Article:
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Martha Mitchell recalled in 'Dirty Tricks'

By FREDERICK M. WINSHIP   |   Nov. 5, 2004 at 11:45 PM   |   Comments

NEW YORK, Nov. 5 (UPI) -- Martha Mitchell, a thorn in the side of the Nixon administration and a footnote to history, is remembered with relish in a new one-woman play, "Dirty Tricks," starring veteran actress Judith Ivey at the Off-Broadway Public Theater.

Ivey is giving one of the great performances of her 30-year, two-Tony Award career in the role of Mitchell, the smart but ditsy -- and sometimes drunk -- estranged wife of President Richard M. Nixon's attorney general, John Mitchell. Acting on her own, Martha Mitchell took on Nixon, helped bring down the administration that tried to silence her, and became notorious in the process.

"If it hadn't been for Martha there'd have been no Watergate," Nixon said in an interview with David Frost in 1977.

But the play by John Jeter, a first-time playwright with a lot to learn, really fails to prove what is probably an exaggeration on the part of an ex-president still bitter over his forced resignation. One of the play's several flaws is that it never makes clear just what Martha Mitchell said to have precipitated the Watergate scandal, if she really did.

"Martha Mitchell began causing in a sensation the minute her sling-back pumps hit the ground in Washington," wrote Helen Thomas, former United Press International correspondent assigned to the Nixon White House and one of Mitchell's favorite telephone pals.

Compulsively loquacious and opinionated, Mitchell took to calling Thomas and other reporters at any hour of the day or night -- particularly at night -- to mouth off about slimy activities she either knew or suspected were going on inside the Nixon presidency.

Her oft-repeated advice to her media friends was "Follow the money!"

Mitchell's accent was as thick as Scarlett O'Hara's, giving rise to her nickname, "Mouth of the South," and she had all the guile and the fashionable dress sense of a Southern belle at a ball at Tara. The play catches up with her as she arrives in Washington as the wife of a VIP and follows her eccentric career as a steel magnolia to its final days spent defending her fallen husband and his "dirty tricks."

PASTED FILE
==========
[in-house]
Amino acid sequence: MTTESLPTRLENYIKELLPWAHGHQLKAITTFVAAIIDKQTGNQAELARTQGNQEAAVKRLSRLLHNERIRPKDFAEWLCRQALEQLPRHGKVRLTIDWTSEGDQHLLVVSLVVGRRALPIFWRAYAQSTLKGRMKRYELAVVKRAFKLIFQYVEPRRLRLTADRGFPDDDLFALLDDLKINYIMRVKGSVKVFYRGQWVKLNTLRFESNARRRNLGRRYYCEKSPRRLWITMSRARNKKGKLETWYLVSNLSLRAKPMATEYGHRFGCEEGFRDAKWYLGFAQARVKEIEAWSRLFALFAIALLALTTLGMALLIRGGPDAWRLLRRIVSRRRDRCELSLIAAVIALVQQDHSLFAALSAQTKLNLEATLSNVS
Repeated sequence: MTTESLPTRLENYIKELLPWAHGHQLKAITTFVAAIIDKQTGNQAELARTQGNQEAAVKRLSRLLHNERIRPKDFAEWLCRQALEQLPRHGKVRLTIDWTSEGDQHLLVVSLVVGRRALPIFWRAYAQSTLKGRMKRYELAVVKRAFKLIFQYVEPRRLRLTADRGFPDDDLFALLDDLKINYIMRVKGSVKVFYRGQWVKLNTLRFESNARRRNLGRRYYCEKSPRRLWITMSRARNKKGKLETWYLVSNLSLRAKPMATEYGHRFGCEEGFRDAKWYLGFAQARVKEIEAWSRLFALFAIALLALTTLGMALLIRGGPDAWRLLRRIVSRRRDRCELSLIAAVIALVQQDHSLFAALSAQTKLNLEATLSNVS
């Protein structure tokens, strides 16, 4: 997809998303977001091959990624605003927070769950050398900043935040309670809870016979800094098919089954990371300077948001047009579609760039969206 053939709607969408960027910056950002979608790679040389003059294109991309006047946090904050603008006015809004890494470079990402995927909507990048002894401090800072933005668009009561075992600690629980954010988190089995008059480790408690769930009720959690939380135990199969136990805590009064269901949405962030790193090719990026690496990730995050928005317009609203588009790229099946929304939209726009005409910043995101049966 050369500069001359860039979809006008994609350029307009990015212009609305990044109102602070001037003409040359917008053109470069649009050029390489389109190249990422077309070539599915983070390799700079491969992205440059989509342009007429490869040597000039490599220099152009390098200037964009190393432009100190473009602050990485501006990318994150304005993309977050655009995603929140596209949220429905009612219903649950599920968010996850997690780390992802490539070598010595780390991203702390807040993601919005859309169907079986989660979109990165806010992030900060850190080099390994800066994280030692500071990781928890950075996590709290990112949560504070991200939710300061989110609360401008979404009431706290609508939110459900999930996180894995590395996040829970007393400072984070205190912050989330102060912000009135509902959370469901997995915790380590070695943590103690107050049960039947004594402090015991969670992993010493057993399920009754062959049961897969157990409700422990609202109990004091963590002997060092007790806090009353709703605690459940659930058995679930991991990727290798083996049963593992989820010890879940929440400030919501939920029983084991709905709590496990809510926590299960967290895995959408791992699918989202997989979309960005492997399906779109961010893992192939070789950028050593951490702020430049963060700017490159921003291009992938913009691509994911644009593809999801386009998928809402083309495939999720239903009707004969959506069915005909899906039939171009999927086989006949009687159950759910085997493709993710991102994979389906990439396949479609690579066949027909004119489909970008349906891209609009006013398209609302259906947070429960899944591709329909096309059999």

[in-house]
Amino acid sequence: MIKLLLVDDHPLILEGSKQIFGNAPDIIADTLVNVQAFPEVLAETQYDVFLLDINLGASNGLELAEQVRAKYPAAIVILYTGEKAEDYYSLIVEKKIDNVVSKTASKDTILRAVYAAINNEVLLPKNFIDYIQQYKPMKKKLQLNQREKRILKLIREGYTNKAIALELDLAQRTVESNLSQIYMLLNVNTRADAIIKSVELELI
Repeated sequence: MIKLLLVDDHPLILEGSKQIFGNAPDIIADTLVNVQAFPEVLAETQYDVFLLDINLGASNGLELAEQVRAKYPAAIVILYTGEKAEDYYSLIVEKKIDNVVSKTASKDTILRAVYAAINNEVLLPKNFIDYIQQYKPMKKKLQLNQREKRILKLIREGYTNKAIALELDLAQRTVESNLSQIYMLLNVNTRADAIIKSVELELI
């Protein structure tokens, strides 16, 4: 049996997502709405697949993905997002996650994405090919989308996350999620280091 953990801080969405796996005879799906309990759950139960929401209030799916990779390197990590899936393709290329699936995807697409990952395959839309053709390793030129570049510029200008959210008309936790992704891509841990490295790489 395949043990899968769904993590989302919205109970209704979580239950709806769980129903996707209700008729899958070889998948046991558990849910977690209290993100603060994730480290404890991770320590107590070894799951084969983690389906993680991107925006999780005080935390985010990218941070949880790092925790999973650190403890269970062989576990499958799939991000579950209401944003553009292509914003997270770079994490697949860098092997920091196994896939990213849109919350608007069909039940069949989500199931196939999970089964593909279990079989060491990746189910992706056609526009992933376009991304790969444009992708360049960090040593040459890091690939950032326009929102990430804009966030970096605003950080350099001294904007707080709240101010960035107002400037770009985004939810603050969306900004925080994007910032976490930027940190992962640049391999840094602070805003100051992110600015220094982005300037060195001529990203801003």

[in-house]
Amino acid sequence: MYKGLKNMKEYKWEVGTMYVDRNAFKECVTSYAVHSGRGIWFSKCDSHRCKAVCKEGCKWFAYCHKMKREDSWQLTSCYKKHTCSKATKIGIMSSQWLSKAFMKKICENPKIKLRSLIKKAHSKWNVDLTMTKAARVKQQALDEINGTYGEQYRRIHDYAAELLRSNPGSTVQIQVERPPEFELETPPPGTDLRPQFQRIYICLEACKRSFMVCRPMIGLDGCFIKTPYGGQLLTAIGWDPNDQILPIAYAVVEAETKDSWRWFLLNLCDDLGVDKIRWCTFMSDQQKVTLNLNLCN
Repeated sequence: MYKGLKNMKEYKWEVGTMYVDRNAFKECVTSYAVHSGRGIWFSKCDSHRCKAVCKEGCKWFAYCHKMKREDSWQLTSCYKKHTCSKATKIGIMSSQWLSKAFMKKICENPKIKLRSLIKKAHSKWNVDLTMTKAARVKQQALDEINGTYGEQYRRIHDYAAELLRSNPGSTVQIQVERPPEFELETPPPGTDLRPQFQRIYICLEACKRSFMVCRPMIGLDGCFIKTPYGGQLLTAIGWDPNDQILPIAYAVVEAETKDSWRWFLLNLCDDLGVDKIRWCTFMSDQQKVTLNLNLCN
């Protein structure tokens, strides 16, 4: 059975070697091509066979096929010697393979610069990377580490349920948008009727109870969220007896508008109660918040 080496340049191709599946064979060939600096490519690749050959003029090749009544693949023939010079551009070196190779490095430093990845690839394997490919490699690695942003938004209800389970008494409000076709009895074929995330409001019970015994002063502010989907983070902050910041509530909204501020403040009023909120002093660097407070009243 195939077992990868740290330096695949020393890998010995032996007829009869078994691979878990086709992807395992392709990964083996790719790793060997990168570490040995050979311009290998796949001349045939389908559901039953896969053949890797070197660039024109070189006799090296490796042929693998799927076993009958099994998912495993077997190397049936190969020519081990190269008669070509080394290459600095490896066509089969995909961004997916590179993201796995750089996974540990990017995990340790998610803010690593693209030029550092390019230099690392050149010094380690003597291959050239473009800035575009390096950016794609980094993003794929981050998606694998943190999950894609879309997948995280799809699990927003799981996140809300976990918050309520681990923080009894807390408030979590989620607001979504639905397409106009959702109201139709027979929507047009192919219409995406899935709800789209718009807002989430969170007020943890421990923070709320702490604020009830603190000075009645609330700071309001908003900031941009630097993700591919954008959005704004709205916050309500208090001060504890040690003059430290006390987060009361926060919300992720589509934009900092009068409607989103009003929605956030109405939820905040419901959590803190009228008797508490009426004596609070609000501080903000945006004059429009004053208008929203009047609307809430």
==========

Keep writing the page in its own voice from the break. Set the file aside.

This is a role most actresses would die for, and Ivey is never better than when stumbling, drink in hand, through the set of Mitchell's New York apartment, commenting on objects that jar her memory, especially the headlines of old newspapers she has squirreled away for future reference. Her memories are augmented by voice-overs by the real Martha Mitchell, photographic projects, and old newscasts.

Ivey's vitality as an actress does much to carry the play and hold the audience's attention through what can seem like an interminable blur of yellowed press clippings. Jeter fails to establish any real emotional dimension for Mitchell, and for that reason she has little hold on our sympathies as a martyr to the politics of her era who really believed it when she said "It's your duty to question authority."

The play has been directed with great attention to detail by Margaret Whitton. Neil Patel has created a bedroom set that is as characterless as those in pretentiously deluxe hotels, and Joseph G. Aulisi has costumed Martha in 1960s chic that enhances her blonde good looks. Sage Marie Carter contributed the video design.

Playwright Jeter has been an art director for music videos and television soap operas, commercials, and industrials and lives in Washington. He is working on his second full-length play, which is to be about race relations in the rural south in the civil rights era.

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(Please send comments to nationaldesk@upi.com.)

Topics: Helen Thomas
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